Hibernation Versus Torpor: A Quandary for East Lansing Animals

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Monday, January 11, 2016, 12:30 am
Aron Sousa

Above: An East Lansing squirrel who will not engage in hibernation or torpor but who has recently chubbed-up for winter.

In the last couple of weeks, it has turned cold in East Lansing. For some animals, that means poofing out their coats like a squirrel and toughing it out, but some animals in East Lansing just go into a torpor.

Most people are familiar with hibernation. A hibernating animal, like a woodchuck, slows its heart beat to a few beats per minute and may let its body cool to near the temperature of its den or burrow. Animals that use this approach will be in hibernation for nearly all the winter and will consume fat saved up in their bodies to stay alive. Waking up from hibernation is a very slow process because the animal has to warm up before its brain will really wake up.

Only a few local animals, like chipmunks, woodchucks, and bats, truly hibernate. Many of our other local mammalian neighbors will occasionally enter a torpor during the winter. Animals in a torpor slow their heart rates some but not as severely as hibernating animals.

The most striking difference between torpor and hibernation is the change in the animals’ body temperatures: many hibernating animals might cool down by 20-30 degrees Fahrenheit (artic squirrels cool down to below freezing!) but an animal in a torpor will only cool by a few degrees.

In East Lansing, skunks, raccoons, mice, perhaps opossums, and many small rodents will enter a torpor for parts of the winter. These animals spend most of the winter actively looking for food, but when it gets really cold or food is scarce, they hunker down in a den, go to sleep, and drop their temperature a few degrees to conserve energy in a torpor.

A torpor is more than just a long nap or going to sleep, because the animal’s metabolic activity and temperature drop while in a torpor. Animals in a torpor have to warm up (usually through heat-generating brown fat cells) before they can really wake up. When you or a cat take a nap or sleep through the night, waking up is mostly about changing brain activity, not turning up your heat regulator.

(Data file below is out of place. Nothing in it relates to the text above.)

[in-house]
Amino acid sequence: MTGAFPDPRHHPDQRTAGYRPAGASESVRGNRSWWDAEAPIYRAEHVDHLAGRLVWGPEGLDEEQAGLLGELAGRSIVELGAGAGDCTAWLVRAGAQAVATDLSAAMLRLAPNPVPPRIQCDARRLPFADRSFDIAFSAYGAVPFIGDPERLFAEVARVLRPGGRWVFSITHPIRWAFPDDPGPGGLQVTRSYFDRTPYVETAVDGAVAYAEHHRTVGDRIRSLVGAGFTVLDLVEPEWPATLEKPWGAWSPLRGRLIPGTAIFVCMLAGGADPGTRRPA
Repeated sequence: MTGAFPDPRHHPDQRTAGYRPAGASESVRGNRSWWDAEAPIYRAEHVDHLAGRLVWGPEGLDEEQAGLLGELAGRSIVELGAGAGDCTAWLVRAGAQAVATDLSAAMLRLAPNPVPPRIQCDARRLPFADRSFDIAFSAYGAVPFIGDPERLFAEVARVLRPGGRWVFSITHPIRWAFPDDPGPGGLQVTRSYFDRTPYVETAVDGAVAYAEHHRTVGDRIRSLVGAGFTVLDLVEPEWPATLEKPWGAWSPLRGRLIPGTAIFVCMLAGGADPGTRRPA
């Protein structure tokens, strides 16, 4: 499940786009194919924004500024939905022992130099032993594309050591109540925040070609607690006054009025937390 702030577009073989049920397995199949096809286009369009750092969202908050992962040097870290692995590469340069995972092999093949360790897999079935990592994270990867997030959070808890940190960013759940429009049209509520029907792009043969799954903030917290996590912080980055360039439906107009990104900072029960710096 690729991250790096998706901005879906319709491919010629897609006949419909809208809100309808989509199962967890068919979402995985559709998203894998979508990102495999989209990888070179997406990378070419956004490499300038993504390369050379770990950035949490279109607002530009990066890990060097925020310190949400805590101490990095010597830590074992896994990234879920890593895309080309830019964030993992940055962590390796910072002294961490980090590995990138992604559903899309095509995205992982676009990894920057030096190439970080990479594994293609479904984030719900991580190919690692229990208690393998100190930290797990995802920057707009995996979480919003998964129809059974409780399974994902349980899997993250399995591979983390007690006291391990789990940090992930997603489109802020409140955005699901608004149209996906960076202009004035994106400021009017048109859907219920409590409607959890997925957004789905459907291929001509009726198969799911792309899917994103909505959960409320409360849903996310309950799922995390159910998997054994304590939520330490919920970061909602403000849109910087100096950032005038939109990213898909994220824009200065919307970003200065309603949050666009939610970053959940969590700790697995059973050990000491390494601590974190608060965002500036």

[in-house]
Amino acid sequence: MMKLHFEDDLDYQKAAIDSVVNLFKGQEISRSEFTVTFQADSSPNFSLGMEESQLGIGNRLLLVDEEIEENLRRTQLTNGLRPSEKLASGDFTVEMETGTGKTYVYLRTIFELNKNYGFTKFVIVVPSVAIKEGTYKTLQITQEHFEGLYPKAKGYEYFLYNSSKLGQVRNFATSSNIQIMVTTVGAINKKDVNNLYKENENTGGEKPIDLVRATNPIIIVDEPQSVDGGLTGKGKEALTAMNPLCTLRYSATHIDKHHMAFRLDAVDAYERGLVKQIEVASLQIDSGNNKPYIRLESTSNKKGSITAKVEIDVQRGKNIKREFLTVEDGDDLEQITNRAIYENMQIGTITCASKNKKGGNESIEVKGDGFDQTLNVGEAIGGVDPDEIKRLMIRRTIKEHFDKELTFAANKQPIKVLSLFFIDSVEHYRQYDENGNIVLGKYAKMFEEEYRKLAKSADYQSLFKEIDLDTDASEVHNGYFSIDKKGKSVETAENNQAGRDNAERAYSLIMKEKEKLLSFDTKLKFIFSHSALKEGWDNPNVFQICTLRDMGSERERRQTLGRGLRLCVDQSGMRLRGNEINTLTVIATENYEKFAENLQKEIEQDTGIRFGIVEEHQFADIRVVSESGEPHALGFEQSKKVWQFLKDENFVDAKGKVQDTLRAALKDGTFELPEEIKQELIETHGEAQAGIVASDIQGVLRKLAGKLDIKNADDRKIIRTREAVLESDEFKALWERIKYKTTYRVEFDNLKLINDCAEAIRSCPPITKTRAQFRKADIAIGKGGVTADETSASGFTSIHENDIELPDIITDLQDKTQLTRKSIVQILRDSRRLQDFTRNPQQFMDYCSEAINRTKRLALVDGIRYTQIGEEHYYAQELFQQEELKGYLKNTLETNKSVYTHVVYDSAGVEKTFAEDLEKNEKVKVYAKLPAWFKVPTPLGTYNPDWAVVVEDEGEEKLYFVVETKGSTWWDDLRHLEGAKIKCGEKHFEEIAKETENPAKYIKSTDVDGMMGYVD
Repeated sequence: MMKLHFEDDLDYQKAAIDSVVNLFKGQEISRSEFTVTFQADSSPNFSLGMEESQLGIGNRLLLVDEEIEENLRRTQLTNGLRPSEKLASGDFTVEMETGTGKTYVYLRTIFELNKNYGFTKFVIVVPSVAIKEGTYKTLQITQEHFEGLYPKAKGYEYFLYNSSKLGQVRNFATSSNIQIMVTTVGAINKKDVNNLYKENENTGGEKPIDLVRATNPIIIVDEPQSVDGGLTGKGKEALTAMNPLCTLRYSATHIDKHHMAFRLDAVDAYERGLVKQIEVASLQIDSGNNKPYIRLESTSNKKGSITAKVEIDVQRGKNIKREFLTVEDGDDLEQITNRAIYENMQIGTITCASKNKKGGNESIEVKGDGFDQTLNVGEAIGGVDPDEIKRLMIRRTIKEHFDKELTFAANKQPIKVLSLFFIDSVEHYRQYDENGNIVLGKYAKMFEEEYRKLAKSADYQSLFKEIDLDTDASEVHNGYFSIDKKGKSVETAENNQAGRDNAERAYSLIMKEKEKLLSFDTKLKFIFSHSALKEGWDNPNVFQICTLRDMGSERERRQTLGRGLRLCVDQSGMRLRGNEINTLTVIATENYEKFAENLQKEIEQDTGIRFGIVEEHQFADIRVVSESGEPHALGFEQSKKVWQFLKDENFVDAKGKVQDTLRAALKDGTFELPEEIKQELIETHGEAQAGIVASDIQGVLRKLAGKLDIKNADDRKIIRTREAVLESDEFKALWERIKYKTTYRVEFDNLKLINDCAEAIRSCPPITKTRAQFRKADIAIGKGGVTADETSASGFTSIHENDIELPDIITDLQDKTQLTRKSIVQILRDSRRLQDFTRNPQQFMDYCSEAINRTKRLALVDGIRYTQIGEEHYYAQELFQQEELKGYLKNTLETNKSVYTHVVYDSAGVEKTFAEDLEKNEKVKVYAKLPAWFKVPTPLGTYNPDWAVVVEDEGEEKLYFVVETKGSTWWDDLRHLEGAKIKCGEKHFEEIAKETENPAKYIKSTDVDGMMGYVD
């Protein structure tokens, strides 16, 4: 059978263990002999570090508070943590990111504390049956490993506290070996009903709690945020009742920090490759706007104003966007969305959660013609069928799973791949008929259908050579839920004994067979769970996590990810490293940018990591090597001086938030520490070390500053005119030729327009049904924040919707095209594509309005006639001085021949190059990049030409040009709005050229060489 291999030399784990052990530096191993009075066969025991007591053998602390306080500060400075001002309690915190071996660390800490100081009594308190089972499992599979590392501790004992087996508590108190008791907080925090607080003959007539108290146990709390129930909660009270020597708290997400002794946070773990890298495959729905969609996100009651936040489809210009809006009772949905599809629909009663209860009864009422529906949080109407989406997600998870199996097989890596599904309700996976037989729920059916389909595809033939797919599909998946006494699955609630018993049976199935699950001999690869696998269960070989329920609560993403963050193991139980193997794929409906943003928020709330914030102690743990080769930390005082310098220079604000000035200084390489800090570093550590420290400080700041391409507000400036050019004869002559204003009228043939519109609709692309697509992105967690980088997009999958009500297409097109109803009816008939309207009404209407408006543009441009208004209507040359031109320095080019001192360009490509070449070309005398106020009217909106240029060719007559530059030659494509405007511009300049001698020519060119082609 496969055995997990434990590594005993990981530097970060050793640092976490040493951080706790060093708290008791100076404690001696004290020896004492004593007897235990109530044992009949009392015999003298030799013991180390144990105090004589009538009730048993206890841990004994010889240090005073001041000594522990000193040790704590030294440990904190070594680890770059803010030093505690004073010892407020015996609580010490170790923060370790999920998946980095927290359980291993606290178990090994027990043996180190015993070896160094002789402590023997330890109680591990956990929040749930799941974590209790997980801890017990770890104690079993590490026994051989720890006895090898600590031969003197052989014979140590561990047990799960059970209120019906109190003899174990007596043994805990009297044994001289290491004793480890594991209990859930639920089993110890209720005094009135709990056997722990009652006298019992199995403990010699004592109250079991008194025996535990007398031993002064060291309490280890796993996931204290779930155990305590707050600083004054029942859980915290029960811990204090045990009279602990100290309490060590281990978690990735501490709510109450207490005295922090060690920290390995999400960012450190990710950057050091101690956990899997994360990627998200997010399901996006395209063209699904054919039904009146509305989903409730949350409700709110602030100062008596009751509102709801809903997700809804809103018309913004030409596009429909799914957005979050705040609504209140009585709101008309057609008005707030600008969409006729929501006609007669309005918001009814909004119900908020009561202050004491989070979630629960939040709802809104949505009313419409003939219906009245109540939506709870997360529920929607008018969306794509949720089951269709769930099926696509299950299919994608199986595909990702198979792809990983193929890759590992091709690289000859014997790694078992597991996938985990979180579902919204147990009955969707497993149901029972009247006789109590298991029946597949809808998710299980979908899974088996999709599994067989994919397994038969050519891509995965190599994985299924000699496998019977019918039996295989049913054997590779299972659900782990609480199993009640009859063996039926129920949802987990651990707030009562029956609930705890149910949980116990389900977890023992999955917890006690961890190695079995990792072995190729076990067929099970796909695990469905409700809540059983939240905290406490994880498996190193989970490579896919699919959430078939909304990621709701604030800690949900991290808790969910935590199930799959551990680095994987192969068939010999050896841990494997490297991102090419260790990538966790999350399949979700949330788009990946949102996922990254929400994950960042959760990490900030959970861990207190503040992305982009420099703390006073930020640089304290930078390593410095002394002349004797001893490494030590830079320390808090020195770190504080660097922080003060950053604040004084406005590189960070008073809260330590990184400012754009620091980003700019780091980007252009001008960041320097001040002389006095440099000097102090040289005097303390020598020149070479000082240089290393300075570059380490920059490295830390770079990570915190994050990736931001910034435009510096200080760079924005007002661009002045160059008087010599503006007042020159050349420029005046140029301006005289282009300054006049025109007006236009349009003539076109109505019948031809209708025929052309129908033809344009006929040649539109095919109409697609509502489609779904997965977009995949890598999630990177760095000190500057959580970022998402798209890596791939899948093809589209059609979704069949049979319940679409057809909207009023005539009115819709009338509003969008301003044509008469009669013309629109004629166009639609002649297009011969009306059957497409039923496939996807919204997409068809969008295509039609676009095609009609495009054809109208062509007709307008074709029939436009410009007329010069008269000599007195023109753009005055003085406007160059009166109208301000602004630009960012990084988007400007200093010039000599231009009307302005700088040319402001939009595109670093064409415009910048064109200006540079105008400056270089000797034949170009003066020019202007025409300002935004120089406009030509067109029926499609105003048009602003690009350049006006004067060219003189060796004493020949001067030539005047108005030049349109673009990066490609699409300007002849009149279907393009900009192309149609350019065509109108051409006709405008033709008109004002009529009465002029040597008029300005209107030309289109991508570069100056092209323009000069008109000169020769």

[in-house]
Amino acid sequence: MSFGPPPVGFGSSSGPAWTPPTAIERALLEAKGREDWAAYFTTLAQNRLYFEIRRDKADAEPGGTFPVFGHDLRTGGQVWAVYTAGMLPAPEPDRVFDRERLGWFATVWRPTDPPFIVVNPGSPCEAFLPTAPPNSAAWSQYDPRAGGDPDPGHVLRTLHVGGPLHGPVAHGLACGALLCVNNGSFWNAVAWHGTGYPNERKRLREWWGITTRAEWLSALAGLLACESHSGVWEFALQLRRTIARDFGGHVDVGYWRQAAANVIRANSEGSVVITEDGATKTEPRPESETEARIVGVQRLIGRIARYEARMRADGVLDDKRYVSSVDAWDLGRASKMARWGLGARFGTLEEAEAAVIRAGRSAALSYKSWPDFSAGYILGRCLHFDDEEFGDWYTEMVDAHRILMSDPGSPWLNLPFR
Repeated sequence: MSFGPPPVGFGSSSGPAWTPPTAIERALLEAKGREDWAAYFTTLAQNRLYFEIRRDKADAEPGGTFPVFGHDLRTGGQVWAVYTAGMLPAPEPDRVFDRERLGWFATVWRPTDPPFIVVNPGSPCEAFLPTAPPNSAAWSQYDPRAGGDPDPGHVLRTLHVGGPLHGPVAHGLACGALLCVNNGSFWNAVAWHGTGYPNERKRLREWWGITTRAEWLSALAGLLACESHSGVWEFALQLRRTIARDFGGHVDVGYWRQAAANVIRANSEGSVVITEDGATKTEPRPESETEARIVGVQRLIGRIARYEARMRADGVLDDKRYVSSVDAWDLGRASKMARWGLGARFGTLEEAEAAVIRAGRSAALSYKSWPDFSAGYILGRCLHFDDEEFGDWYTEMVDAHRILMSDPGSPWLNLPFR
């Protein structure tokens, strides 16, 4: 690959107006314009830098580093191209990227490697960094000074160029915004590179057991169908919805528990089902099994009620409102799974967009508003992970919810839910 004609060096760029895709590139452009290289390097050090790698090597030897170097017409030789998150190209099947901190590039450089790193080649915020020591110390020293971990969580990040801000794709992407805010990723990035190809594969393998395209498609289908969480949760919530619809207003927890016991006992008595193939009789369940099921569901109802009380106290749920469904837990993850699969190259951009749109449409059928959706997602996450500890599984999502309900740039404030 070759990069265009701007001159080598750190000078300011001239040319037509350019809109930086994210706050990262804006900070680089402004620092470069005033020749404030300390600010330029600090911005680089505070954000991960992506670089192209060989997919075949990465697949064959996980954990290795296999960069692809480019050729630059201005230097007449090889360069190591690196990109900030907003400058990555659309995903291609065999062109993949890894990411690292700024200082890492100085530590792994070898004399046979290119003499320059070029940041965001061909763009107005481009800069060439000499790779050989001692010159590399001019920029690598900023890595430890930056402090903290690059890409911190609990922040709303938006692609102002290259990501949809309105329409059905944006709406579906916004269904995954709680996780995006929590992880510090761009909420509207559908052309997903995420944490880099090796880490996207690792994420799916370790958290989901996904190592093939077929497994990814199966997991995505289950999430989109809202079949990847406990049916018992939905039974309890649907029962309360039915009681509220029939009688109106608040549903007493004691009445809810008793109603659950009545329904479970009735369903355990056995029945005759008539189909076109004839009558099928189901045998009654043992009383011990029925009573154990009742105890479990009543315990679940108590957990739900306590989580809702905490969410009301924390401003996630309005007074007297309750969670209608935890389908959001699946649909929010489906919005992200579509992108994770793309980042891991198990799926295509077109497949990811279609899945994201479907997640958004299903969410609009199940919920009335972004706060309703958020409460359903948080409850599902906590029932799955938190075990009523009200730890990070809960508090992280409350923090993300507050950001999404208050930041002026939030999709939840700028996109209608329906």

Interestingly, torpor is not just for winter. Bats and some hummingbirds will enter a torpor to conserve energy during the summer when they are not feeding.

Here at ELi, we do not recommend capturing or handling bats, because they have a high rate of rabies in Michigan. Nonetheless, this author did capture a torporous bat in his house one summer, and it took the bat a good five minutes to come around and move at all. When it did come out of its torpor, it was a very grumpy and frightened bat.

Hibernation and torpor turn out to be very complicated phenomena. From species to species animals have varying and special systems for entering hibernation and torpor. Fish, amphibians, and reptiles have their own system, as already covered by ELi’s Nature reporter Paige Filice.

For a while, there was significant scientific discussion about whether bears hibernate or enter a torpor. In many ways, bears seem to hibernate, but their temperature drops only a few degrees. The current scientific consensus seems to be that bears hibernate but drop their metabolic rate with a mechanism independent of temperature, just as diving mammals can drop their metabolic rate without changing their temperature. Chipmunks appear to use both torpor and hibernation.

Of course, many animals and their grandparents have figured out that it is possible to migrate to warmer climates during winter. This is a complex set of instincts that is not of interest to the reporters for ELi on Earth, at least not this week.



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